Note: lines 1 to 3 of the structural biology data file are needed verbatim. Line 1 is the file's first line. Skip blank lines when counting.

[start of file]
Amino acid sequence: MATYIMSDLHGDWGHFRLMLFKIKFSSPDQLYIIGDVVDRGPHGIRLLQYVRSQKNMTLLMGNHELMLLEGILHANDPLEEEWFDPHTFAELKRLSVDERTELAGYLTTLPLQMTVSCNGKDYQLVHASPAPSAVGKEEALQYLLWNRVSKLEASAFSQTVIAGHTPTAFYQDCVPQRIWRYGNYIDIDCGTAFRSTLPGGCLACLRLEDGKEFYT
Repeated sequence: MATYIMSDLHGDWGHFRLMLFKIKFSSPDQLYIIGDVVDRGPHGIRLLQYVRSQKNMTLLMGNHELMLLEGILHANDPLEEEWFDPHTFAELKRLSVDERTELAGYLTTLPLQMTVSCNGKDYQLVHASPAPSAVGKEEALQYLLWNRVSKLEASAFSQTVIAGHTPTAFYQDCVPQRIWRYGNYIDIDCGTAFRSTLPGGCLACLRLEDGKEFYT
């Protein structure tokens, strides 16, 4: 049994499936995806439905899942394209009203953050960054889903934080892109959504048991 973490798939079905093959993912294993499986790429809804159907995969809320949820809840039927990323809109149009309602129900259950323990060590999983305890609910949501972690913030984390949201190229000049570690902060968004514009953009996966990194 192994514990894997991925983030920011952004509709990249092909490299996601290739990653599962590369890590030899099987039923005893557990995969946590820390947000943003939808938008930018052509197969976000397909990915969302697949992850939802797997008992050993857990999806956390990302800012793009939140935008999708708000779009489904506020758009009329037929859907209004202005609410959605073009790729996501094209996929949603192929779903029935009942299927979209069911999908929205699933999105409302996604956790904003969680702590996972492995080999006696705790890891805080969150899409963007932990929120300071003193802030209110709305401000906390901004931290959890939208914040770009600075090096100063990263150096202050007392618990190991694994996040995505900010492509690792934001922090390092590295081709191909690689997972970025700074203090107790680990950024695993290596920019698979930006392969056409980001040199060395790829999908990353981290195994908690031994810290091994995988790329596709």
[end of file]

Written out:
Amino acid sequence: MATYIMSDLHGDWGHFRLMLFKIKFSSPDQLYIIGDVVDRGPHGIRLLQYVRSQKNMTLLMGNHELMLLEGILHANDPLEEEWFDPHTFAELKRLSVDERTELAGYLTTLPLQMTVSCNGKDYQLVHASPAPSAVGKEEALQYLLWNRVSKLEASAFSQTVIAGHTPTAFYQDCVPQRIWRYGNYIDIDCGTAFRSTLPGGCLACLRLEDGKEFYT
Repeated sequence: MATYIMSDLHGDWGHFRLMLFKIKFSSPDQLYIIGDVVDRGPHGIRLLQYVRSQKNMTLLMGNHELMLLEGILHANDPLEEEWFDPHTFAELKRLSVDERTELAGYLTTLPLQMTVSCNGKDYQLVHASPAPSAVGKEEALQYLLWNRVSKLEASAFSQTVIAGHTPTAFYQDCVPQRIWRYGNYIDIDCGTAFRSTLPGGCLACLRLEDGKEFYT
């Protein structure tokens, strides 16, 4: 049994499936995806439905899942394209009203953050960054889903934080892109959504048991 973490798939079905093959993912294993499986790429809804159907995969809320949820809840039927990323809109149009309602129900259950323990060590999983305890609910949501972690913030984390949201190229000049570690902060968004514009953009996966990194 192994514990894997991925983030920011952004509709990249092909490299996601290739990653599962590369890590030899099987039923005893557990995969946590820390947000943003939808938008930018052509197969976000397909990915969302697949992850939802797997008992050993857990999806956390990302800012793009939140935008999708708000779009489904506020758009009329037929859907209004202005609410959605073009790729996501094209996929949603192929779903029935009942299927979209069911999908929205699933999105409302996604956790904003969680702590996972492995080999006696705790890891805080969150899409963007932990929120300071003193802030209110709305401000906390901004931290959890939208914040770009600075090096100063990263150096202050007392618990190991694994996040995505900010492509690792934001922090390092590295081709191909690689997972970025700074203090107790680990950024695993290596920019698979930006392969056409980001040199060395790829999908990353981290195994908690031994810290091994995988790329596709």